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Catholic Homeschool Articles, Advice & Resources

Why Should I Study That?

3 minutes

We sometimes receive calls asking “Why should I study Algebra? I’ll never use it again,” or “Why should I study literature? There’s nothing practical in it,” or “Why should I study Latin? It’s a dead language,” and we recently had a new one, “Why should I study diagramming? My mom and dad never had to.”

When I coach basketball, I use pushups for minor infractions and for incentives in competitive drills. I do explain to the players that pushups are not a punishment, but an important part of basketball development. Pushups use, and therefore strengthen, the triceps muscles. It is the triceps, not the biceps, that are the primary muscles used to throw a baseball, or shoot a basketball. The triceps straighten out a bent arm, so the arm, bent holding a basketball, must straighten out to shoot the ball. The stronger and better conditioned the triceps are, the farther the player can shoot the basketball and the longer he can do that during a game. Pushups are like some of these courses; you never do pushups in the game but they help you play better. Some course materials may never again be used in life, but they help you live better and smarter.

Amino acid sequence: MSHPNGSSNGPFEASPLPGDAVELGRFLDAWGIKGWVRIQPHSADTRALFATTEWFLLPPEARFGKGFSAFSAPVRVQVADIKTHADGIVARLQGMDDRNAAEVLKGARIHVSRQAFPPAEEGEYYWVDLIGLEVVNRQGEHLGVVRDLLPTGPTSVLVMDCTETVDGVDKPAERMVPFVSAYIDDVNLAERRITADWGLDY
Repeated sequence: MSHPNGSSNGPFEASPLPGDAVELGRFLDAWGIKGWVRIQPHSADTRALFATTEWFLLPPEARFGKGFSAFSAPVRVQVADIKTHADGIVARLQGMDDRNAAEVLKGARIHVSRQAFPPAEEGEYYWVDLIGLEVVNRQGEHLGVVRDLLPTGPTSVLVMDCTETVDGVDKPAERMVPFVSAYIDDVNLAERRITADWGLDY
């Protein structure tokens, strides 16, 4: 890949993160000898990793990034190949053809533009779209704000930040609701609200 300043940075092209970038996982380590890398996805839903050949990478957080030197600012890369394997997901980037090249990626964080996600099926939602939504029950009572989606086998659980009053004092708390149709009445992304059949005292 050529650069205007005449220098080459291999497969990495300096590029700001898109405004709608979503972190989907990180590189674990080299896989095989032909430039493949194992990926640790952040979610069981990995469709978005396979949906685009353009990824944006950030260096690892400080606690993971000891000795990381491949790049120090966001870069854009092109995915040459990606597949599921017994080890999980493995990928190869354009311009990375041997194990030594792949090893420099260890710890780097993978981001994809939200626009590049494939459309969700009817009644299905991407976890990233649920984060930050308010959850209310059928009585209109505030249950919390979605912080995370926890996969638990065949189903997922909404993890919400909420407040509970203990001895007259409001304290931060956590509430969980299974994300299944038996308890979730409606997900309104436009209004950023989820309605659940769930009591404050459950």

In the movie, The Karate Kid, Mr. Miyagi has his Karate student, Daniel-san, washing cars, sanding floors, and painting fences, to move his arms through Karate movements. Daniel-san doesn’t understand this at first. He thinks Mr. Miyagi is using him to get work done around the house while Mr. Miyagi is out having fun somewhere.

The work projects give Daniel a focus to work through to completion. If he had been told to take a Karate stand and swing his arms and shout ‘Hy-uh’ from dawn to dark, Daniel would soon have given in to boredom or to fatigue and stopped, but with the task of painting the fence, he continued to finish his assignment. Daniel finally confronts Mr. Miyagi and learns the truth about his Karate training.

No basketball player will ever do pushups in the middle of a game, but in training they are important. As Daniel-san learned, all education is not about content alone. A good education involves facts and figures and concepts, but it also involves learning how to think. A well-educated person not only knows how to read the lines, but also how to read between the lines.

Catholic education is not just practical “job” education. It is important to learn concepts and skills that will help a person support himself, but that is not all there is to an education, or even the most important part. Parents are called to train their children for Heaven, not Harvard. Although it is possible to do both, Heaven comes first. Catholic education is meant to train hearts and minds to seek God and His ways. However, God is a Mystery to us in many ways, and we need various skills to help us to understand even parts of His Mysteries.